On the first anniversary of Leonard Cohen’s passing, the Musée d’art contemporain de Montréal invites Montreal and Leonard Cohen enthusiasts to come together at the foot of Silo No. 5 to commemorate the remarkable wordsmith.
The MAC will be inaugurating a silent, majestic installation by artist Jenny Holzer as part of its Leonard Cohen: Une brèche en toute chose / A Crack in Everything exhibition, which will open at the MAC on November 9, 2017. Presented by CBC/Radio‑Canada, the exhibition is part of the official program for Montreal’s 375th anniversary celebrations.
The MAC has commissioned neo-conceptual American artist Jenny Holzer to create a piece consisting of a giant projection of select phrases from Cohen’s poems, songs, and other writings—in both French and English. This unique and ephemeral work will be visible for five nights only, from 6 p.m. to 11 p.m., starting on November 7 and going until November 11.
It’s unusual for the MAC to venture beyond its walls and take over an urban space to give Montrealers a one-of-a-kind, public, collective experience. It was important for us to organize a sizeable, free event for Montrealers on the occasion of Montreal’s 375th anniversary. It is also a moment we wanted to offer anyone wanting to mark the first anniversary of Leonard Cohen’s death. In this sense, Jenny Holzer’s majestic piece is a heartfelt, creative and touching silent tribute to the poet who left us so recently.”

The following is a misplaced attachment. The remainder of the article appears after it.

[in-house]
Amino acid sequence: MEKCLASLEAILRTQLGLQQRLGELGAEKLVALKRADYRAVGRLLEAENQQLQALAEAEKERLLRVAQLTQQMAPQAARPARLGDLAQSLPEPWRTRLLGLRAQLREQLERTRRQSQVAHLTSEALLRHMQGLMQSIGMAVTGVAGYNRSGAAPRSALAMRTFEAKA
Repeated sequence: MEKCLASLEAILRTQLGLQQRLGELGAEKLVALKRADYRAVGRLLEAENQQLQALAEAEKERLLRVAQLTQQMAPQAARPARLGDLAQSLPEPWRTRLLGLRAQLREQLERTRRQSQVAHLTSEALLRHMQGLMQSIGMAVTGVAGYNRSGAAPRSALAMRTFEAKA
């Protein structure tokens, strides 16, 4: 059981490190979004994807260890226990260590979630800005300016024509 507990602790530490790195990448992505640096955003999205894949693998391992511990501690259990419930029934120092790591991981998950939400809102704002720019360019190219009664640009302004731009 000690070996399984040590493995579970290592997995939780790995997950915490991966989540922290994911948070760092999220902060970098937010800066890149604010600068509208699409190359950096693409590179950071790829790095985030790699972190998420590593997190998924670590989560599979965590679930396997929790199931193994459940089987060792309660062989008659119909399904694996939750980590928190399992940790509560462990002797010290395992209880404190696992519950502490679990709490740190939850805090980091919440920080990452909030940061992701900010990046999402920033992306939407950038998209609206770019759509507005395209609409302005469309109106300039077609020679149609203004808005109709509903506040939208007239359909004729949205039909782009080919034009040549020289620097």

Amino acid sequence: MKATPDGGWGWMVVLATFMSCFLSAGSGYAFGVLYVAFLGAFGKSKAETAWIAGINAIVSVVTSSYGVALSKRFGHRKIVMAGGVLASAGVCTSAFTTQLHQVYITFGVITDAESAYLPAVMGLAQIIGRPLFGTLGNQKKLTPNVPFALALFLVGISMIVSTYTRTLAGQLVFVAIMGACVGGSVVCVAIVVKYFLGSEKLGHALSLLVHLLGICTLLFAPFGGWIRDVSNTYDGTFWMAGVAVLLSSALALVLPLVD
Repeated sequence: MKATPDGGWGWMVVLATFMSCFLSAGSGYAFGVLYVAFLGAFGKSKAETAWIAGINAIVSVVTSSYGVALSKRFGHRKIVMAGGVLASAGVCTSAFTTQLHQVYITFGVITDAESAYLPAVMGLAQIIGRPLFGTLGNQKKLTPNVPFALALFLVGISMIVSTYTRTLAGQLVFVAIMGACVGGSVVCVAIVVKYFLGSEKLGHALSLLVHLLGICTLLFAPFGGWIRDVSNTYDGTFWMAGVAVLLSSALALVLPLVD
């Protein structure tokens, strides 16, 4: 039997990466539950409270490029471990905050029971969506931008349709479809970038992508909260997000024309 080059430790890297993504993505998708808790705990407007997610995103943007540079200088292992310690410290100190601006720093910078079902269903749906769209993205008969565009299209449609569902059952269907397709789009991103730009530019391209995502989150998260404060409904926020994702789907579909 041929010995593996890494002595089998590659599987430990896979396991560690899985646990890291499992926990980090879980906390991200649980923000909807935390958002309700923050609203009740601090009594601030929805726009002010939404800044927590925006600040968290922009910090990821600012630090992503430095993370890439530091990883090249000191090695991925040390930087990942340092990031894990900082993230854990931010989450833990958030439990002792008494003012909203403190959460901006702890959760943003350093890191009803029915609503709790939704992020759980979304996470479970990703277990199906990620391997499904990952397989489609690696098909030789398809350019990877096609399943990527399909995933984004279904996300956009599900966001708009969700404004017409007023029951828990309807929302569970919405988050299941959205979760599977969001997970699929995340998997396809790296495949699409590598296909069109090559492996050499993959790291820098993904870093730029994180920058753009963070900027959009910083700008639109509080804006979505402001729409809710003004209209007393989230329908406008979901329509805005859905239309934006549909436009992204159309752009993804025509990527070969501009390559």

— John Zeppetelli, Director and Chief Curator at the MAC, and co-curator of the Leonard Cohen: Une brèche en toute chose / A Crack in Everything exhibition.
Jenny Holzer has projected light onto buildings and landscapes since the early 1990s, creating large-scale, text-based installations, which seek to illuminate and reveal. Taking inspiration from the urban projections realized on the Castel Sant’Angelo in Rome, on the pyramid of the Louvre in Paris and on London’s City Hall, Jenny Holzer revisits the fine line between the written word and the image, thus transforming the text into the object of observation. The integration of Cohen’s writing into such large-scale work will also offer an alternative perspective on the author’s original underlying meanings and messages. This creation will present a temporary tribute marked by a deep admiration for the Montreal poet on the occasion of the 1st anniversary of his death and the 375th anniversary of his hometown.
Click here for a clip of For Leonard Cohen
* Please note the real artwork will be silent.
Opening: Tuesday, November 7, from 6 p.m. to 11 p.m, Silo no. 5
Join us at the corner of McGill and de la Commune in Old Montréal.
To discover the artist’s work: http://projects.jennyholzer.com/projections